Meet Ashish Vengsarkar, tackling some of Google Cloud’s most complex challenges by day and building New York Times crosswords in his free time
Google Cloud Content & Editorial
Editor’s note: Ashish Vengsarkar is a director in Google Cloud's Global Networking group, which develops, builds and operates one of the world's largest fiber optic networks. It is not work for a fainthearted technologist – Google's core network carries petabit-scale traffic, with each individual optical stream delivering information at a speed of 400 gigabits per second, enough for over 600 hours of high-quality streaming music. Not only does it have to perform with exceptional reliability, but demand is so great that Ashish and his colleagues must continually seek new ways for it to run faster and cheaper. How does he relax? Building crosswords, including 19 for The New York Times.
How did you arrive at Google Cloud?
I attended the Indian Institute of Technology, then completed my PhD at Virginia Tech before going to work at Bell Labs, a telecommunications research institution. I was working in optical networking, investigating how to improve digital transmission over fiber optic cables, in the form of light pulses. After a decade of research, I joined an optical systems startup just in time for the 2000 telecom bust. We went bankrupt, but managed to preserve people's jobs. We ended up selling that company, and subsequently I founded a couple of other optical startups before coming to Google Cloud.
Why come to Google Cloud?
Google's network embodies the pinnacle of optical and routing technologies - its scale, its pioneering of bold innovations, its inventive and passionate people, and its societal impact. The biggest challenge for me was rewiring my brain to support Google’s global mindset and scale.
How do you learn a technology system this big?
Listening and reading a variety of technical docs. People at Google Cloud know how to think big. And, like me, a lot of my colleagues enjoy not just understanding complexity, but being able to explain it to other people. I think it's really Alphabet's biggest asset. There are not that many people in the world who can think in terms of all the elements of a global system, and how it all hangs together. I work with and learn from some extraordinary minds.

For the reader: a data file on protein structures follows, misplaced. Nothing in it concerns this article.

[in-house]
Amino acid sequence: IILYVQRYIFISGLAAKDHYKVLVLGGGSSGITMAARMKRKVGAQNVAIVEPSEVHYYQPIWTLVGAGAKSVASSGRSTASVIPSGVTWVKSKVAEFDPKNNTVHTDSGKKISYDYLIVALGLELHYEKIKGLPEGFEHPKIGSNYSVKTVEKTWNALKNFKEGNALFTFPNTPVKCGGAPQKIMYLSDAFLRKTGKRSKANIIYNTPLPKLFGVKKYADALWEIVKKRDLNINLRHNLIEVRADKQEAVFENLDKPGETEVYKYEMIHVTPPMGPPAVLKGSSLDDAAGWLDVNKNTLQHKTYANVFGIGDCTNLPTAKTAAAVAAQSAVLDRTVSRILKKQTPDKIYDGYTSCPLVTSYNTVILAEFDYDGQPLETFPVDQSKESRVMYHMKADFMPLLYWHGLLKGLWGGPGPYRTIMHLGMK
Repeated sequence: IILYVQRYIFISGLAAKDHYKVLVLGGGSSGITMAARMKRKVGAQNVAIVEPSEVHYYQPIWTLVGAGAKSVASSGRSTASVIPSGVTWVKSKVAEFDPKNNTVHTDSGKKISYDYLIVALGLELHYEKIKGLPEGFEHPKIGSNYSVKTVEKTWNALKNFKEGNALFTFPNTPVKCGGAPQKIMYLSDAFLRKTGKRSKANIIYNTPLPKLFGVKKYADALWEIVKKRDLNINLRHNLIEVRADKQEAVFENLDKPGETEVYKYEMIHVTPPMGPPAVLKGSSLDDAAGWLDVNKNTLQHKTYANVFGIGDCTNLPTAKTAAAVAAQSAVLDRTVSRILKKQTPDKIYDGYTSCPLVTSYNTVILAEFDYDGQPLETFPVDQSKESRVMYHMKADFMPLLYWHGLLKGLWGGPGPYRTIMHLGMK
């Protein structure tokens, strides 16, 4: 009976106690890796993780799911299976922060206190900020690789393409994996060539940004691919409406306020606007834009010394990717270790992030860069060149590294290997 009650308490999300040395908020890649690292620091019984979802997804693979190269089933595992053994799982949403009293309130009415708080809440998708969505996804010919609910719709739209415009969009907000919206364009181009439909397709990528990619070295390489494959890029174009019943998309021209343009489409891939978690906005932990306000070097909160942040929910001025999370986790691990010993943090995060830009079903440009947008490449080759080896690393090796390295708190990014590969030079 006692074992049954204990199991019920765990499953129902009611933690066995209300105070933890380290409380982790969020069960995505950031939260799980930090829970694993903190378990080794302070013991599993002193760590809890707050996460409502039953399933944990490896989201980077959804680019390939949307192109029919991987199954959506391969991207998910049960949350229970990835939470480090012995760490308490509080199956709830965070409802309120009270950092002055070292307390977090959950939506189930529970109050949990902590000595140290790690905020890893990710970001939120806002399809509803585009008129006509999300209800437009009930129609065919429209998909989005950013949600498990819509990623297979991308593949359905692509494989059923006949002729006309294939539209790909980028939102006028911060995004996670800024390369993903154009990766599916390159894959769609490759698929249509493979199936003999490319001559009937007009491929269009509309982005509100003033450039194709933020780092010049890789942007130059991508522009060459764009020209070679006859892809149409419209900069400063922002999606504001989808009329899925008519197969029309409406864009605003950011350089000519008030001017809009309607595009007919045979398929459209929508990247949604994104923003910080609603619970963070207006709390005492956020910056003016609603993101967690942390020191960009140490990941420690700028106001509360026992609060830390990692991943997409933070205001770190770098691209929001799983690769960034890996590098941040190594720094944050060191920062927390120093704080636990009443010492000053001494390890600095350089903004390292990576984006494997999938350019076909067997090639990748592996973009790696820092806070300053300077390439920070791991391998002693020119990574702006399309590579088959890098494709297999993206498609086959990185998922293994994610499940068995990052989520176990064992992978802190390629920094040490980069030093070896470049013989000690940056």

Talk about what growth means to you.
We aggressively shape and embrace new generations of networking technologies to meet our scaling needs and to improve our power and cost metrics. Our work is constantly changing. Right now the industry has optical networks running at line-speeds of 400 gigabits a second, and we know 800 gigabits and 1.6 terabit systems are coming. What isn't clear is how these higher-speed systems will affect the rest of the ecosystem, what other parts will need to be adjusted, and how the overall network will be managed.
Planning is an interesting area for me. I look for high-output, long-horizon problems where we can put our most creative people. We know how to run the network, we know how to grow the network, we even know how to handle edge cases, since those happen pretty often with this much complexity. We constantly talk with networking vendors and university research teams to try and figure out the transformational ideas that will change things in five or ten years.
How do you relax after all this complexity?
I design crossword puzzles. I've published 19 of them in The New York Times. I started solving crosswords when I was 10, and then in college I started making puzzles. The first ones were British-style cryptics, crosswords which use wordplay, like puns and anagrams, in their clues. These are generally harder for the player to solve because of the style, but they are easier to design. In 2005 I moved to U.S.-style crosswords, which are much harder to design, since there are so many more overlapping words and some strict rules of construction.
That sounds… challenging.
I love words, and I constantly churn out anagrams. The other day I met a new colleague and when I heard his name I said, "your name is an anagram for 'adventure.'" He'd never heard that before, and he loved it. There are lots of talented, creative people at Google Cloud. One of my peers paints and translates poetry. My manager practices standup comedy in his spare time.